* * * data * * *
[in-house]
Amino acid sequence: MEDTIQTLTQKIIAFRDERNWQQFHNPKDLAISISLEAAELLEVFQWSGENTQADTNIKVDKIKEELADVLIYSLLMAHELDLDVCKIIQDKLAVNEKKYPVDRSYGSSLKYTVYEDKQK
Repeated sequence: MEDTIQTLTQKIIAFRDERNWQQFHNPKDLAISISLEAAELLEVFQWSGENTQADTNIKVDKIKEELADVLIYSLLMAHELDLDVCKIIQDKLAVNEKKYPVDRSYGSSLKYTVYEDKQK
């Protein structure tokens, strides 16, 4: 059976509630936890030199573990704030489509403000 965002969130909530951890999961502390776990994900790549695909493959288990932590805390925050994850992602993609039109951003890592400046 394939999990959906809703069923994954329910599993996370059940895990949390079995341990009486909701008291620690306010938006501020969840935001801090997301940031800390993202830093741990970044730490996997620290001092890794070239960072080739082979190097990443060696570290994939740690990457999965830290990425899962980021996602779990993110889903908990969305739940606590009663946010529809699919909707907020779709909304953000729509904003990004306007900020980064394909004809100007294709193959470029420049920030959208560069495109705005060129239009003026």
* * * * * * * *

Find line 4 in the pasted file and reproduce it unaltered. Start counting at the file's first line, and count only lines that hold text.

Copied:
């Protein structure tokens, strides 16, 4: 059976509630936890030199573990704030489509403000 965002969130909530951890999961502390776990994900790549695909493959288990932590805390925050994850992602993609039109951003890592400046 394939999990959906809703069923994954329910599993996370059940895990949390079995341990009486909701008291620690306010938006501020969840935001801090997301940031800390993202830093741990970044730490996997620290001092890794070239960072080739082979190097990443060696570290994939740690990457999965830290990425899962980021996602779990993110889903908990969305739940606590009663946010529809699919909707907020779709909304953000729509904003990004306007900020980064394909004809100007294709193959470029420049920030959208560069495109705005060129239009003026």